Prime Minister Howard, at a press conference earlier today, strenuously denied charges of having harbored banned Garden Chairs of Mass Reaction (GCMR). "Me and the missus have always been more into hammocks", Howard declared, while promising "an unrelenting effort to root out and destroy the homophobic, phallocentric, baby-seal clubbing evil that these foul pieces of garden furniture represent".

He would, however, not comment on rumors of him planning to jump ship to the Democrats. "That's based on pure speculation", Howard said, before proceeding to discuss the Howard government's new plan to introduce mandatory gender-identity, post-colonial and sensitivity training courses into pre-school core curriculums nation-wide.


Posted by: Döbeln at August 21, 2003 at 01:48 AM

Commuting home in Adelaide today I caught a bit of talk-back radio. The comparisons of effective prosecution and sentencing of people such as Hanson, Colston(when?), Bond, Skase(retained passport?) and Paul Nemer left one thinking the public were as confused as an AFL tribunal. (Best to be caught on video wearing red and black guernsey)

For interstaters let me explain that Paul Nemer (19yr old son of wealthy local business-man employing top defence silks) was fined $100 and given 3yr 3month suspended sentence for shooting out the eye of an innocent newspaper delivery man in the wee small hours of the morning because he thought the van-driver was stalking 2 teenage girl friends. This case has become a lit fuse for Adelaideans(up to the Premier), fed up with the inconsistencies and vagaries of the legal-judicial system. Perhaps Pauline wore the wrong guernsey?

Posted by: Observa at August 21, 2003 at 02:37 AM

Actually, Pauline is secretly a member of the Greens. After all, her economic policies are just the same as Bob (face like a monkey's bum) Brown.

Posted by: Toryhere at August 21, 2003 at 08:41 AM


D'oh! You're right. Brain wasn't working.

Posted by: F at August 21, 2003 at 11:45 AM


I'll have you know I'm gainfully employed.

Posted by: Alan E Brain at August 21, 2003 at 05:33 PM

I'm no Hanson fan, but in all seriousness, I think 3 years in the slammer is a little harsh. Make her spend 3 years doing community service handing out food to Aboriginals. Video it, and turn it in to the latest reality TV show. It'd be pretty funny for about 20 minutes, like the rest of them!

Rifken only got weekend detention for insider trading and Mal, well, fat and dying of the same disease Skase was perhaps .....

Posted by: Jessica Parker at August 22, 2003 at 09:51 AM

Three years for fraudulently obtaining $500,000 of taxpayer money is consistent with other sentences handed down.

For example:

A man who used multiple identities to claim more than $120,000 in unemployment benefits was sentenced to three years' jail yesterday in what was described as one of the most sophisticated cases of social security fraud in Australia [ url].

A former National Australia Bank employee who was a chronic gambler was sentenced to five years' jail yesterday for stealing more than $1 million from the bank. [url]

a young man was recently sentenced in the County Court of Victoria to five years’ imprisonment, and ordered to pay the Commonwealth government about half a million dollars as a result of an identity fraud scam [url]

Posted by: Geoff at August 22, 2003 at 11:44 AM

In each of the above three cases, the money was appropriated for direct personal financial gain. The Hanson funds were not appropriated for direct personal financial gain. There is a clear distinction to be made between the first three and the latter.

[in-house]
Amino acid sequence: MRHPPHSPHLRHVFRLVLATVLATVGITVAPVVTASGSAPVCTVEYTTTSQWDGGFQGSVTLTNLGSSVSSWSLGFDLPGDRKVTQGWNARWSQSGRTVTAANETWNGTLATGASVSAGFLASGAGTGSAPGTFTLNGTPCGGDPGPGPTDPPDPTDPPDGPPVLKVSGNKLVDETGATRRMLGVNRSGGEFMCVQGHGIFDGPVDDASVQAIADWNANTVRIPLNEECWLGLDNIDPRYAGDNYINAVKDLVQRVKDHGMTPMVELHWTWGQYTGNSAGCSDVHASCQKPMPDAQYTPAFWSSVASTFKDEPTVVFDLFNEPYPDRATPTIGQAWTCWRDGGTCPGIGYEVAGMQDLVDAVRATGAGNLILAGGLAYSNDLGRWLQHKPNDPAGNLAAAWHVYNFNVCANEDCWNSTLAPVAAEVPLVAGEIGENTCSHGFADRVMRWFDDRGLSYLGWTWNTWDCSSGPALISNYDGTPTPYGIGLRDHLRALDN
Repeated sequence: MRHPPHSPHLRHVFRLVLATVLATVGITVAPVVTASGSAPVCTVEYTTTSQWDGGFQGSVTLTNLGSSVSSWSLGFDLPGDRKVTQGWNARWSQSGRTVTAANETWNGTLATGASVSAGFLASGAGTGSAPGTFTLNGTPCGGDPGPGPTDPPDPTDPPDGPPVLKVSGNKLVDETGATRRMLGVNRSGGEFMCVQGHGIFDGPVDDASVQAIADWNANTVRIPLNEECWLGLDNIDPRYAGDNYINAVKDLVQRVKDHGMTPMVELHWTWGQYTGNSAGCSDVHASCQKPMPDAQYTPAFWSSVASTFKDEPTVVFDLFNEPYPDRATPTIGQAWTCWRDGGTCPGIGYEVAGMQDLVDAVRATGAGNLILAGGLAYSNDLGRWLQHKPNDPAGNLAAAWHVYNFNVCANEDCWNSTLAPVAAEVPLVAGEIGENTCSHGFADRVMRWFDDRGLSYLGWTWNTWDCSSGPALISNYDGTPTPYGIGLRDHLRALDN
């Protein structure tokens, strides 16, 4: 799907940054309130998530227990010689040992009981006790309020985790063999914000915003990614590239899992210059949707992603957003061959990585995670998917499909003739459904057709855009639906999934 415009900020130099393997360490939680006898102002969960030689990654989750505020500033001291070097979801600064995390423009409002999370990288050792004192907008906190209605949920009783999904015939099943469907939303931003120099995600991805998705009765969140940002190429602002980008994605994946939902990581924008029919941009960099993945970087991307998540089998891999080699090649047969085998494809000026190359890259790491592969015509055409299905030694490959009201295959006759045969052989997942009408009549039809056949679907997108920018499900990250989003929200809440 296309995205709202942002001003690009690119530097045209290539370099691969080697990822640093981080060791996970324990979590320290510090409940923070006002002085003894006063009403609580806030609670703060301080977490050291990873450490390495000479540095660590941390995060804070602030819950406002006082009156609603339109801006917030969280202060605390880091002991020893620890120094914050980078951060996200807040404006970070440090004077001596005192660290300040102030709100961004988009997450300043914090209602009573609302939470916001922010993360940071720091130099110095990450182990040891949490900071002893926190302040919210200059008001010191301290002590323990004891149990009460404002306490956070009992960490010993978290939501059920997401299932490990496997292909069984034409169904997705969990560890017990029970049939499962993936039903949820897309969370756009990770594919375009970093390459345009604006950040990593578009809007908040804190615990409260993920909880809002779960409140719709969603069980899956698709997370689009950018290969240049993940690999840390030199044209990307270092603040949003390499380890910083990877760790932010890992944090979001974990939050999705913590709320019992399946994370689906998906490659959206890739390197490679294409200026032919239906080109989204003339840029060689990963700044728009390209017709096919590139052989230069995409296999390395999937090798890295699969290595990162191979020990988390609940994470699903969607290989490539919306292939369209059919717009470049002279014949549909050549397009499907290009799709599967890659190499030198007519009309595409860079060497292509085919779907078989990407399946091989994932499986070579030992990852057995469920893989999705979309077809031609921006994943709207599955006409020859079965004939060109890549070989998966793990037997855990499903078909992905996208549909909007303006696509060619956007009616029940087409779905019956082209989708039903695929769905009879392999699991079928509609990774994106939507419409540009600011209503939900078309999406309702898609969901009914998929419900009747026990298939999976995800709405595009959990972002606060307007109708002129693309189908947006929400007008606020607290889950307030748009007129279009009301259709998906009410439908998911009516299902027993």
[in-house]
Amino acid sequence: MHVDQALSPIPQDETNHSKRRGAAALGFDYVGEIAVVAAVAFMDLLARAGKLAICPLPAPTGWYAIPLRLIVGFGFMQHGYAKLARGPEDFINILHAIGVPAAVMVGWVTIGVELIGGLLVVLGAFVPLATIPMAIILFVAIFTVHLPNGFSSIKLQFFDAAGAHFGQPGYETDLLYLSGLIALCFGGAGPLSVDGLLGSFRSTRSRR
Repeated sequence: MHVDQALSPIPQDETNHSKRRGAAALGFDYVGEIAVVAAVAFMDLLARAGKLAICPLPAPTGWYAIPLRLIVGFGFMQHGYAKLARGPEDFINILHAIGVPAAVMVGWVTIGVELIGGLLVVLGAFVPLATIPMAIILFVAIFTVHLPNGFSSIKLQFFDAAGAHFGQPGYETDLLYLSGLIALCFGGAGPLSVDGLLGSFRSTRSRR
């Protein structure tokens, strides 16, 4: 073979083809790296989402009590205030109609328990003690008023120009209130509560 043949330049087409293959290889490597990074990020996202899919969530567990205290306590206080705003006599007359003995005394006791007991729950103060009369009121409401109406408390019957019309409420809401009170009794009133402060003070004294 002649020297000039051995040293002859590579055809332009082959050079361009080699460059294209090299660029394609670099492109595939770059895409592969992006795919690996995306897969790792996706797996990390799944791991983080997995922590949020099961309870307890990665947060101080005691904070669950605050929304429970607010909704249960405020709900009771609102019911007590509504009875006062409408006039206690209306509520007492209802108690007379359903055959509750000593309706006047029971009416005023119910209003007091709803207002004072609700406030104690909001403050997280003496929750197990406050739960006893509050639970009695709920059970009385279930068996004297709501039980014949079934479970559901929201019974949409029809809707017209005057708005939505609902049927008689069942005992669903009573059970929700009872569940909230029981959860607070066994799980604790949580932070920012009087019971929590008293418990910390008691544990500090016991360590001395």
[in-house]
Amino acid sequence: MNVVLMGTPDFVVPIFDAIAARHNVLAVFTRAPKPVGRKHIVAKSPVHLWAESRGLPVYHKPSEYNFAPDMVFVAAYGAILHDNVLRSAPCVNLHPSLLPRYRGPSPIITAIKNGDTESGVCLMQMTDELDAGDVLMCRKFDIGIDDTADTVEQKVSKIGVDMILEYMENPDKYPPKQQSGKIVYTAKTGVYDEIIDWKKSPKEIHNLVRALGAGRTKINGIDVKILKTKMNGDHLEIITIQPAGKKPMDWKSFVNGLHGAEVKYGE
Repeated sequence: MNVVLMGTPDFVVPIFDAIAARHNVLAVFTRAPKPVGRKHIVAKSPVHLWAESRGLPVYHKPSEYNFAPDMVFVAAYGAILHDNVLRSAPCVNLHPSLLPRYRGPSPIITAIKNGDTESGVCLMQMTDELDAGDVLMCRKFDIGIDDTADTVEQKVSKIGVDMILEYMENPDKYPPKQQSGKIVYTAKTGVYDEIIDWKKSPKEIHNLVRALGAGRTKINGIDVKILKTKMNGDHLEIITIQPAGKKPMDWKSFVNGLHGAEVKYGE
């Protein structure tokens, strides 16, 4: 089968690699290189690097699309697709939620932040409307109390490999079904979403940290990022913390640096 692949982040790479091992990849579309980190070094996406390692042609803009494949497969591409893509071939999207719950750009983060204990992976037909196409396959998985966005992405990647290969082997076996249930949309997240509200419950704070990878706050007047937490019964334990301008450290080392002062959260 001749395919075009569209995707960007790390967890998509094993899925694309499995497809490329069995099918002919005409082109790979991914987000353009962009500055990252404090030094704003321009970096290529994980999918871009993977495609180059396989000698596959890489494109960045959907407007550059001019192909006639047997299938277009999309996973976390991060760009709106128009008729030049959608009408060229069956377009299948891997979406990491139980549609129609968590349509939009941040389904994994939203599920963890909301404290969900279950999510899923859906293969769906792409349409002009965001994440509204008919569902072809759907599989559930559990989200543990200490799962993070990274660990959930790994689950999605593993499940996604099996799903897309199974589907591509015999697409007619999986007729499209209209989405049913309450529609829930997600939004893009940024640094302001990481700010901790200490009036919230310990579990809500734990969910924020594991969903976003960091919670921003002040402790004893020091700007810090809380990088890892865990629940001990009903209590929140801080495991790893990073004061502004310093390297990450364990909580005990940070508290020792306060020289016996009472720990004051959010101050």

The irony of this case - and the cause of the community outrage it has brought about - is that while the crime has been dealt with severely by the judiciary because it is democracy that has been injured; it is that same democracy that is daily under threat by the very same judiciary which in many cases has taken upon itself the right to create law.

Posted by: ilibcc at August 22, 2003 at 12:11 PM

Looks like "payback" is alive & well even in our society.Anyone else want to try another "One Nation " act.Pauline must be really naive is she really thought they wouldnt make her pay for it.

Posted by: mike at August 22, 2003 at 03:20 PM

The judgement cites that Pauline Hanson was found guilty of the charges of "dishonestly induced the Electoral Commissioner of Queensland to register Pauline Hanson's One Nation as a political party" and also that she "dishonestly obtained a cheque in the sum of $225,071.07 from the Electoral Commissioner [and] dishonestly obtained the cheque in the sum of $273,566.24 from the Electoral Commissioner".

How much time do you think is appropriate for being guilty of the above? I think the judge got it right, but time shall tell.

True, there was no direct personal gain of the $500,000. But the judgement says that the "benefit was that [Hanson] continued to control the allocation ... of the electoral funding and how the Party was run", as well as the effect of such fuding on the chances of One Nation candidates in the 1998 election. So Hanson got some indirect benefit from the money.

Anyway, I'm not sure how much of a factor "personal gain" played in the sentencing. Fraudulently obtaining more than $500,000 (for yourself, or your organization) should carry a stiff penalty (the judgement mentions that the "two charges of fraud with a circumstance of aggravation ... carry a maximum of 10 years' imprisonment"). And it seems that 3 years is not out of proportion with other sentences for similar fraud cases. I've got no problems with Hanson's sentence here.

The only question mark is on the three years handed down for the first count (dishonestly inducing the Electoral Commissioner).

The judgement cites three other cases of electoral fraud, as precedent that "the range in respect of count one is, in effect, three to five years."

In the first case, Karen Ehrmann got three years for branch-stacking (I think) a few years ago, but this sentence was reduced for a number of reasons (guilty plea, assisting police, having a young child, I think). Hanson & Ettridge showed no remorse (probably why they were not called to given evidence, I suppose), so there's not much scope for the judge to show leniency there.

The second case, Di Fingleton, got 1 year for threatening a judicial witness.

I'm not aware of the details of the third case.

So Hanson & Ettridge getting three years for tricking the Electoral Commissioner may seem harsh, but given the Ehrmann precedent, perhaps it is in proportion.

Hanson is serving 3 years for the dishonestly obtaining $500,00 anyway, so reducing the sentence for this count would not have changed her situation. But David Ettridge could perhaps feel has has been harshly judged.

Posted by: Geoff at August 22, 2003 at 03:40 PM